The personal stories of 3 enslaved Africans, as told by their bones

The skull of one of the individuals studied along with tubes for genetic and isotope testing.

(CNN)Despite the wealth of knowledge regarding the transatlantic slave trade, the history of enslaved Africans forcibly brought to Latin America has yet to be fully explored.

In a study published Thursday in the journal Current Biology, scientists tell the stories of three 16th-century enslaved Africans identified from a mass burial site in Mexico City, according to analyses of their bones.
African roots may have been invisible in Mexico and Latin America because of the history of the mestizo in Mexico, said first author Rodrigo Barquera, a graduate student at the Max Planck Institute for the Science of Human History in Germany. Mestizo refers to people of white European and indigenous American ancestry.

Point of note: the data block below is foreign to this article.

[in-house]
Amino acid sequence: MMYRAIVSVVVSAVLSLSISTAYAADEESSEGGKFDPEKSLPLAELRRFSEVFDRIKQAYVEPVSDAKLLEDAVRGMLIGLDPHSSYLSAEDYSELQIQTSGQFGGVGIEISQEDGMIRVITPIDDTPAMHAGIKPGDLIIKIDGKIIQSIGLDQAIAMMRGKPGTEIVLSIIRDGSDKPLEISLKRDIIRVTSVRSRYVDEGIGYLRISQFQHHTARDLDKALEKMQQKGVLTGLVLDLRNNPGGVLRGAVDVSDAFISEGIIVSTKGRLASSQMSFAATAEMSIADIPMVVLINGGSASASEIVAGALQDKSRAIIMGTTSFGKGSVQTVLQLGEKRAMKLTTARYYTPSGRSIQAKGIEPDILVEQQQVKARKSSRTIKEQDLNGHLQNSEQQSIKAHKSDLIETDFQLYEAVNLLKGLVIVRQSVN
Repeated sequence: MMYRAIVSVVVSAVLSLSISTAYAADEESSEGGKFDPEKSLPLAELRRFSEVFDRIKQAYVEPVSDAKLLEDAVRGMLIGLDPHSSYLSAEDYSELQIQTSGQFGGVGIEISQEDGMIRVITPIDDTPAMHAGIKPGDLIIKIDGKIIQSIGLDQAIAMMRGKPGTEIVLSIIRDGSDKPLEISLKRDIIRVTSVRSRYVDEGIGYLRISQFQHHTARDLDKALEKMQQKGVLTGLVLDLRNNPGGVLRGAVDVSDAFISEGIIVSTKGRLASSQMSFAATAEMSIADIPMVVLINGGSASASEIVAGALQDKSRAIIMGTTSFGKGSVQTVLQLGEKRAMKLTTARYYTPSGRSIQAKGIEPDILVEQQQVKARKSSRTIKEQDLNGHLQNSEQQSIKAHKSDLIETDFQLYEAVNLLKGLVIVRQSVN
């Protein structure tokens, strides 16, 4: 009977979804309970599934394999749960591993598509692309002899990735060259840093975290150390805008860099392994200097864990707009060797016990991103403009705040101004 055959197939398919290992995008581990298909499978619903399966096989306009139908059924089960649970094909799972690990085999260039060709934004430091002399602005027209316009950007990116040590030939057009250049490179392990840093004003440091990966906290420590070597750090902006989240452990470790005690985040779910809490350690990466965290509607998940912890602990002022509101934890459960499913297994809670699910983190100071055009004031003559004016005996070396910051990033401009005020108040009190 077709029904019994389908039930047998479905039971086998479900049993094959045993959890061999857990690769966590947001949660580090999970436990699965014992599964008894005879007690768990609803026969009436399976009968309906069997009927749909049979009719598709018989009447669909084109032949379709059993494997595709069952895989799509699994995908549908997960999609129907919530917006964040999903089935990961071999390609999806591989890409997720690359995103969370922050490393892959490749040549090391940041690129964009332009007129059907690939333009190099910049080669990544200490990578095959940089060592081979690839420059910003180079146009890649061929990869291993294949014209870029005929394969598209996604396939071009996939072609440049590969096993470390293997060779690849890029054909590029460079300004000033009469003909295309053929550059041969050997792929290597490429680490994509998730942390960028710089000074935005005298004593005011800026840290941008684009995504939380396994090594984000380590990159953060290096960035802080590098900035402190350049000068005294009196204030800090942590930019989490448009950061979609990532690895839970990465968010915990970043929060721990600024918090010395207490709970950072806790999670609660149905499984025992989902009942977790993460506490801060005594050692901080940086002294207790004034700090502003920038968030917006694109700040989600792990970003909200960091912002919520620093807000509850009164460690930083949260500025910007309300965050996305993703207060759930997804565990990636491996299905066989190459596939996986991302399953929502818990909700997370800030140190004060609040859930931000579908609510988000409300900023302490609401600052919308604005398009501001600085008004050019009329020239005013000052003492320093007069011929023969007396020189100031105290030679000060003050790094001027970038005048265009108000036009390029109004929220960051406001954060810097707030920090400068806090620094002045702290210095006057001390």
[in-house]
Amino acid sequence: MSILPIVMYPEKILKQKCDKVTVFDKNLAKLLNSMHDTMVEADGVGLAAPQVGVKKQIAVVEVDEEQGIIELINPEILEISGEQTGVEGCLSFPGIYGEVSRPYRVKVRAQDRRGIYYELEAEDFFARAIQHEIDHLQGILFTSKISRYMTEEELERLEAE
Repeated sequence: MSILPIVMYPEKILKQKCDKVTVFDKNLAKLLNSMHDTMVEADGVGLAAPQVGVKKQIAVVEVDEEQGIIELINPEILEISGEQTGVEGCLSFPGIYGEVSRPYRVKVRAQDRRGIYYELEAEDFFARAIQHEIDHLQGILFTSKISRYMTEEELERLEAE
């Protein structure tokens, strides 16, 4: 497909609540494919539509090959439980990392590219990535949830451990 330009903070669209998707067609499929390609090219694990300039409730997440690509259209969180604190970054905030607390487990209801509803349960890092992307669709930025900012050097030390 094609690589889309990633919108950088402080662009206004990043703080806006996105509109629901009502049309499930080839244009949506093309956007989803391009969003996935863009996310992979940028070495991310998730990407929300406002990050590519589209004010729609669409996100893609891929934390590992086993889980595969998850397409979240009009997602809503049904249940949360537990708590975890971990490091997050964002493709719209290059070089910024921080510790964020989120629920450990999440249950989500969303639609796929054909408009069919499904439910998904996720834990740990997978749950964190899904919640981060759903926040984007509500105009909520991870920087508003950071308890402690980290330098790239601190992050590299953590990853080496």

"The Mexican mestizo celebrated the European and Native American roots coming together very strong after a little bit of struggle, but they usually leave out the African roots when they're talking about this story," he added.
    Barquera and his team of researchers are hoping that their findings, captured within the bones of these enslaved Africans, will be a step in sharing their stories and addressing the erasure of history in the self-identities of Mexican peoples.
    When the researchers noticed modifications on the individuals' teeth indicating different African cultural practices, they decided to study their genetics and personal histories.
    "All of us involved in the study were highly touched by the whole story about these three persons, everything that they went through," Barquera said.
    "Knowing that they were first-generation enslaved Africans brings a new perspective on the whole subject because you know they were abducted. You're seeing all these maltreatment signatures on the bones that came with this abduction, what they suffered for the rest of their lives.
    "Everyone working on this paper was telling us a different part of the whole story. Our results in the end came to a whole story."

    Colonial Mexico's role in